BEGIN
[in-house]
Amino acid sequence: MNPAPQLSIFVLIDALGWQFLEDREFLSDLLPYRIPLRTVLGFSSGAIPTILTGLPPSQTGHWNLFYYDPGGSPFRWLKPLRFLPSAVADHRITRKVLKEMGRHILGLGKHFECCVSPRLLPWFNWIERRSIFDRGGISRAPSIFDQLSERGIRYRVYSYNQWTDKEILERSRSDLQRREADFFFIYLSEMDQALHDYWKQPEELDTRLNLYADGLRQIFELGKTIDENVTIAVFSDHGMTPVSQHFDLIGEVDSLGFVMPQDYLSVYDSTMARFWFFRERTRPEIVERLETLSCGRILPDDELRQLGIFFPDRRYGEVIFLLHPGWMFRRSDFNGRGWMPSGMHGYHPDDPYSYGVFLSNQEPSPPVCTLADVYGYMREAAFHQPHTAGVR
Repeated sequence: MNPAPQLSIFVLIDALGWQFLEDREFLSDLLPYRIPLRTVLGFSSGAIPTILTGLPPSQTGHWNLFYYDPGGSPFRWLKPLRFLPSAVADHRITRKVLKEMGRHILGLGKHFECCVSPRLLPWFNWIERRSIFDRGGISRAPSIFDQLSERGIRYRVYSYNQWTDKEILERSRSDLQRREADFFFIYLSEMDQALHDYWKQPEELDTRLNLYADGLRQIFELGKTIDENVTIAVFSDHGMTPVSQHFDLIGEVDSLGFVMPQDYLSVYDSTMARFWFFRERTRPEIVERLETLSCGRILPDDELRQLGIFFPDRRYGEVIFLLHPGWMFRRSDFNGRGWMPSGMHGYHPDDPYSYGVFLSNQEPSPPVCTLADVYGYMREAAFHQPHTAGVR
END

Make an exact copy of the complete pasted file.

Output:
[in-house]
Amino acid sequence: MNPAPQLSIFVLIDALGWQFLEDREFLSDLLPYRIPLRTVLGFSSGAIPTILTGLPPSQTGHWNLFYYDPGGSPFRWLKPLRFLPSAVADHRITRKVLKEMGRHILGLGKHFECCVSPRLLPWFNWIERRSIFDRGGISRAPSIFDQLSERGIRYRVYSYNQWTDKEILERSRSDLQRREADFFFIYLSEMDQALHDYWKQPEELDTRLNLYADGLRQIFELGKTIDENVTIAVFSDHGMTPVSQHFDLIGEVDSLGFVMPQDYLSVYDSTMARFWFFRERTRPEIVERLETLSCGRILPDDELRQLGIFFPDRRYGEVIFLLHPGWMFRRSDFNGRGWMPSGMHGYHPDDPYSYGVFLSNQEPSPPVCTLADVYGYMREAAFHQPHTAGVR
Repeated sequence: MNPAPQLSIFVLIDALGWQFLEDREFLSDLLPYRIPLRTVLGFSSGAIPTILTGLPPSQTGHWNLFYYDPGGSPFRWLKPLRFLPSAVADHRITRKVLKEMGRHILGLGKHFECCVSPRLLPWFNWIERRSIFDRGGISRAPSIFDQLSERGIRYRVYSYNQWTDKEILERSRSDLQRREADFFFIYLSEMDQALHDYWKQPEELDTRLNLYADGLRQIFELGKTIDENVTIAVFSDHGMTPVSQHFDLIGEVDSLGFVMPQDYLSVYDSTMARFWFFRERTRPEIVERLETLSCGRILPDDELRQLGIFFPDRRYGEVIFLLHPGWMFRRSDFNGRGWMPSGMHGYHPDDPYSYGVFLSNQEPSPPVCTLADVYGYMREAAFHQPHTAGVR